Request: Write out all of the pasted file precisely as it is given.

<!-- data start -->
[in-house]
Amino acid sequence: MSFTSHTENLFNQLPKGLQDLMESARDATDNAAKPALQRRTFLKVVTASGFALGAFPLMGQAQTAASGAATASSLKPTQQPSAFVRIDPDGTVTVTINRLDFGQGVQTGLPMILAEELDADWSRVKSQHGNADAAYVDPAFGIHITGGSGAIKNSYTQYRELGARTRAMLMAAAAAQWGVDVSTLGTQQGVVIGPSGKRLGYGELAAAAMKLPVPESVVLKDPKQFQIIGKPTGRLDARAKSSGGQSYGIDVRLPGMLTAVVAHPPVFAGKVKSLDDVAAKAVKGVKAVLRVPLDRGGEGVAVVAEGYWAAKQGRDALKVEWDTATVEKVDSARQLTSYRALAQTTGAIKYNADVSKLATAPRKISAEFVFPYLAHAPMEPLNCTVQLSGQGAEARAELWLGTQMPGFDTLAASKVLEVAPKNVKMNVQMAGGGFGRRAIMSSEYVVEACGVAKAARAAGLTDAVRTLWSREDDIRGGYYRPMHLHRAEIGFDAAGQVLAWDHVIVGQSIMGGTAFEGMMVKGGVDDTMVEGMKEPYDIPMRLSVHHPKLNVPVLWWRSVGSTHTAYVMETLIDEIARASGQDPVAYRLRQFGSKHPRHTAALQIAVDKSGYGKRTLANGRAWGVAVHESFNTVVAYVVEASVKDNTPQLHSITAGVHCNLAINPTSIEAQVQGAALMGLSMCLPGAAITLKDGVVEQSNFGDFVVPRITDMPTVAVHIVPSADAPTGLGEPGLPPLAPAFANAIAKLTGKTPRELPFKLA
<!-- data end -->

[in-house]
Amino acid sequence: MSFTSHTENLFNQLPKGLQDLMESARDATDNAAKPALQRRTFLKVVTASGFALGAFPLMGQAQTAASGAATASSLKPTQQPSAFVRIDPDGTVTVTINRLDFGQGVQTGLPMILAEELDADWSRVKSQHGNADAAYVDPAFGIHITGGSGAIKNSYTQYRELGARTRAMLMAAAAAQWGVDVSTLGTQQGVVIGPSGKRLGYGELAAAAMKLPVPESVVLKDPKQFQIIGKPTGRLDARAKSSGGQSYGIDVRLPGMLTAVVAHPPVFAGKVKSLDDVAAKAVKGVKAVLRVPLDRGGEGVAVVAEGYWAAKQGRDALKVEWDTATVEKVDSARQLTSYRALAQTTGAIKYNADVSKLATAPRKISAEFVFPYLAHAPMEPLNCTVQLSGQGAEARAELWLGTQMPGFDTLAASKVLEVAPKNVKMNVQMAGGGFGRRAIMSSEYVVEACGVAKAARAAGLTDAVRTLWSREDDIRGGYYRPMHLHRAEIGFDAAGQVLAWDHVIVGQSIMGGTAFEGMMVKGGVDDTMVEGMKEPYDIPMRLSVHHPKLNVPVLWWRSVGSTHTAYVMETLIDEIARASGQDPVAYRLRQFGSKHPRHTAALQIAVDKSGYGKRTLANGRAWGVAVHESFNTVVAYVVEASVKDNTPQLHSITAGVHCNLAINPTSIEAQVQGAALMGLSMCLPGAAITLKDGVVEQSNFGDFVVPRITDMPTVAVHIVPSADAPTGLGEPGLPPLAPAFANAIAKLTGKTPRELPFKLA